TRAVIS: Sarah Palin in a robocall. At the very beginning of that, she talked about how she can identify with being the victim of personal attacks. Both sides are just throwing everything but the kitchen sink at each other to try and win this primary tomorrow.

UNIDENTIFIED MALE: Earlier, we were talking about Castle, and apparently a vote he made, which I guess is a vote in support of the terrorists.

CHRISTINE O'DONNELL (R-DE), SENATE CANDIDATE: Absolutely. He voted against arming the airline pilots.

TRAVIS: He voted in support of the terrorists? That's the kind of incendiary language that a lot of Republicans use against liberals, and they're using that same kind of tactic against another conservative. This is getting really, really ugly.

This is as nasty as Delaware's probably ever seen.

O'DONNELL: Yes, unfortunately. Unfortunately. But we're about to bust up the back room deals. We're about to change politics as usual here in Delaware and take the power of the political process and put it back into the hands of the people. And the lords of the back room are scared.

The Tea Party Express choosing to come to Delaware has put a spotlight on what's going on in this race, and it's energized a lot of people. Don't ever underestimate the power of we the people!


TRAVIS: Now it's pretty much a virtual news blackout. She's gotten a lot of exposure for controversies.

O'DONNELL: I dabbled in witchcraft. I never joined a coven.

TRAVIS: Back in the '90s, she said that she, quote, "dabbled in witchcraft." That caught a lot of people by surprise. Last night, we saw for the first time her very first campaign ad. I'm going to play it.

O'DONNELL: I'm not a witch. I'm nothing you've heard. I'm you.

TRAVIS: I will leave my call-back number once again.

I've been calling and calling the campaign, and just calling around a few people on the campaign and see if we can find out some information about where she's going to be.

It's Shannon Travis, political producer with CNN. I've called and left you a few messages.

This is what it's been like for at least a week-and-a-half for me personally, a lot longer for some other people who've been trying to contact the O'Donnell campaign.

I'm going to hop back on the bus and just see if we can actually go and find her at some of the places that we know that she might be.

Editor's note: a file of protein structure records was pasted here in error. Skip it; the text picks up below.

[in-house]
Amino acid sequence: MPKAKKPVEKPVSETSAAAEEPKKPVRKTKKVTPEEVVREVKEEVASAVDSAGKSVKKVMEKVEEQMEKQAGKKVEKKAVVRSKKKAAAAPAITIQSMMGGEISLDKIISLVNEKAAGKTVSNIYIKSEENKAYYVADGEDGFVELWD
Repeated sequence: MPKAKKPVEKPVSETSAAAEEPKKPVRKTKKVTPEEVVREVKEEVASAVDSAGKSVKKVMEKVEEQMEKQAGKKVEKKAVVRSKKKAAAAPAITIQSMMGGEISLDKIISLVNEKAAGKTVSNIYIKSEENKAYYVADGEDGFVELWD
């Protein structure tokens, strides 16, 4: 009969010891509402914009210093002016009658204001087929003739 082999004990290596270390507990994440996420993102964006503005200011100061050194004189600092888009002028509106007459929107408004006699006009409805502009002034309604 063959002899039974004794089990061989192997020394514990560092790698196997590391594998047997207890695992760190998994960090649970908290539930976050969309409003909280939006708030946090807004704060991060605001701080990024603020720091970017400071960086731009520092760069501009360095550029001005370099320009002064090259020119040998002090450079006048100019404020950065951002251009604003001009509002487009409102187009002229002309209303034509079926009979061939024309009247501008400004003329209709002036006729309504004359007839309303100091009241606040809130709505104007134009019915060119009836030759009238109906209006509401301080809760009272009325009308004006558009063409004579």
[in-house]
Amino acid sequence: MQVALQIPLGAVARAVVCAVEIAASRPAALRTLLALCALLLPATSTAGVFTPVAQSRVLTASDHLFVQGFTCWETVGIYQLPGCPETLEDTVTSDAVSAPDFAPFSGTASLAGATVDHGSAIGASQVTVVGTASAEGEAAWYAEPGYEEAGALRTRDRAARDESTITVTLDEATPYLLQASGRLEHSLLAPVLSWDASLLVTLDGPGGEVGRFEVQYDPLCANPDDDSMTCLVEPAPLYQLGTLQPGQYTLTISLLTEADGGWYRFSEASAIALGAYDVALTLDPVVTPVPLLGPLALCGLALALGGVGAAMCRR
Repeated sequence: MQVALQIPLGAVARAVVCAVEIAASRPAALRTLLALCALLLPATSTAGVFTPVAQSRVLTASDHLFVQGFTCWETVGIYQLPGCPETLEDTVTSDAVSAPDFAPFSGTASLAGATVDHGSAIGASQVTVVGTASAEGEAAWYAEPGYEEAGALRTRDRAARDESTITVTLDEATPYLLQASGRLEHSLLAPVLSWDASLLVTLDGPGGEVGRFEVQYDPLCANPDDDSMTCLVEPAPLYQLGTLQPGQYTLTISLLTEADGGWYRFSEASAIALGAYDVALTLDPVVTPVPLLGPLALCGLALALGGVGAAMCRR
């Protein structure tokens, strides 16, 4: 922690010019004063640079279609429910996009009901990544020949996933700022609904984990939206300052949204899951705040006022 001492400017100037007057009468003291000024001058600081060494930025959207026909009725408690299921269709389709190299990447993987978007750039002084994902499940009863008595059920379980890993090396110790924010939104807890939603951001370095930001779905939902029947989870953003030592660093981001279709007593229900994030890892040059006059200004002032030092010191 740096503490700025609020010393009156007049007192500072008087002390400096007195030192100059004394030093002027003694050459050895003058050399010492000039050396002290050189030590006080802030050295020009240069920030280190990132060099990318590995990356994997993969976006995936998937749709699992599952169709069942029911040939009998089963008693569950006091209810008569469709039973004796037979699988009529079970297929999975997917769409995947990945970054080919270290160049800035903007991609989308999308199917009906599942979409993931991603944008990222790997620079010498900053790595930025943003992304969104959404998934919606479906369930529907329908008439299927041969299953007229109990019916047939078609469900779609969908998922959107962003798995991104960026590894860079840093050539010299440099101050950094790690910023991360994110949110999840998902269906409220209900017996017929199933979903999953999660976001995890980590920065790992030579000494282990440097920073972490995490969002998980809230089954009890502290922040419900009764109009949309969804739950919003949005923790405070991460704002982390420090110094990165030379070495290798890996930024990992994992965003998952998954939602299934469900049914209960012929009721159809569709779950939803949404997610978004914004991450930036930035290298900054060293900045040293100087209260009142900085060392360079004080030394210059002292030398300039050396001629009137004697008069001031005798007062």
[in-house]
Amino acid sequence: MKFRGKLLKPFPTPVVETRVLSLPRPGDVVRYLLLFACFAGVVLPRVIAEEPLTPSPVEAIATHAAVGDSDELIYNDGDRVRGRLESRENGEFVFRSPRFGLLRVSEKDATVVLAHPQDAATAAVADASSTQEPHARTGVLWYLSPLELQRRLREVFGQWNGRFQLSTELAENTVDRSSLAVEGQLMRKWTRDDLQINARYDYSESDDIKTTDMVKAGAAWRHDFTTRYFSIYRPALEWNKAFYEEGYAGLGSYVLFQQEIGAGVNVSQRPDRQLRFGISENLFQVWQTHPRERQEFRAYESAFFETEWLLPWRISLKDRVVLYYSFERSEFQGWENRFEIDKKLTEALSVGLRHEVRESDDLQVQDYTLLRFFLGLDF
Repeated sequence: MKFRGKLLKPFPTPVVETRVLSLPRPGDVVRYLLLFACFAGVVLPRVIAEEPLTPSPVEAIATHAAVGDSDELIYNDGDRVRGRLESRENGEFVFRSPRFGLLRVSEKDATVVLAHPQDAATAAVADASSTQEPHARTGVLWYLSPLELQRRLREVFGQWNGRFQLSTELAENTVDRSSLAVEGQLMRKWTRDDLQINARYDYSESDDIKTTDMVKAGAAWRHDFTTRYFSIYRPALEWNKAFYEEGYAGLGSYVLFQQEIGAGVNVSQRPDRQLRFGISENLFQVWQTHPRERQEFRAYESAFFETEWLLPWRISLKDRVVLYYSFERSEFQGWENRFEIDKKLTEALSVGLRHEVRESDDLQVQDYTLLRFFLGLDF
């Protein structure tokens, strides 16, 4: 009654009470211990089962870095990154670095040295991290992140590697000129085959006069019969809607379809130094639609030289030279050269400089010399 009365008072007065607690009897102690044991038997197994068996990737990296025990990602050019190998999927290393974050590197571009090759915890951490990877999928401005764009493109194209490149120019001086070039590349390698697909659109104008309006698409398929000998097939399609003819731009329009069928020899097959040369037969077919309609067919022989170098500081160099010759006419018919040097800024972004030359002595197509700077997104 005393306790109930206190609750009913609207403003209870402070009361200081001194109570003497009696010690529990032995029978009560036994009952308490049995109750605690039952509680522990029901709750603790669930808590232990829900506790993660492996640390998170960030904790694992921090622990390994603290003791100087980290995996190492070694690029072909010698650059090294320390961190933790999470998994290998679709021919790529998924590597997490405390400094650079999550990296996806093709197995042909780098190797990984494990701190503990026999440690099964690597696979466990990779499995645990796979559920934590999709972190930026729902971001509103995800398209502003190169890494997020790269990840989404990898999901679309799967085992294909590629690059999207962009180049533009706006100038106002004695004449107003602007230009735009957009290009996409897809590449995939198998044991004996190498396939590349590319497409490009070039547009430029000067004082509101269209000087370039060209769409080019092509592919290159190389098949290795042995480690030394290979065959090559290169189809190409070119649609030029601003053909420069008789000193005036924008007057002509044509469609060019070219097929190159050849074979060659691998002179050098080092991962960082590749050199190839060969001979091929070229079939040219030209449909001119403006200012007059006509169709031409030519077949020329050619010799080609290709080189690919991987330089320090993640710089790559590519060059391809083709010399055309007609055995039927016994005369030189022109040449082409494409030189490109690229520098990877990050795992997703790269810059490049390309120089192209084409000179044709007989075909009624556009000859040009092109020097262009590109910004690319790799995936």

So we're here in the building where Christine O'Donnell's campaign headquarters is. Apparently, it's on the second floor.

This is the headquarters.


I'm knocking repeatedly, and pretty loudly. And we definitely hear people on the other side of the door, a lot of activity back there. Maybe someone's coming to the door now.


UNIDENTIFIED MALE: Hey, turn the camera off, guys! You're acting immature.

TRAVIS: The camera's off.

UNIDENTIFIED MALE: (INAUDIBLE) if you're rolling? If you're rolling, I'm going to roll.

TRAVIS: I just want to get for the record what's (INAUDIBLE) We're rolling straight down as we get the audio.

They explained us a few things. One, that they're just opening up this office.

UNIDENTIFIED MALE: Now, he could burst everyone's bubble here, but we just got Internet here yesterday. So phones just came in today.

TRAVIS: Another thing that he said is that they just didn't anticipate the amount of furor, the amount of attention that this race might get.

JIM ACOSTA, CNN CORRESPONDENT: Your staff was very reluctant to have us ask you about these past statements that you made in the past. I wanted to ask you, why is that? Aren't they your statements?

O'DONNELL: This campaign is about the future and not the past.

ACOSTA: So you're never going to talk about your time with Bill Maher?

O'DONNELL: Why? What I said or did on a comedy show, you know, over a decade ago is not relevant to this election.

JONATHAN KARL, ABC NEWS: Any regrets in doing the ad? Because that -- that, you know, really did raise it again.

O'DONNELL: Yes. Yes. You know, I haven't publicly stated this, and I don't know if I'll get in trouble for saying that, but our intention was to kill it. And that's not what happened.

TRAVIS: Fifteen days out, and the polling that we have and that we have seen show that she's anywhere between 15 to potentially even 20 points behind. Does that worry you? Does...


TRAVIS: Is there any regret about endorsing her?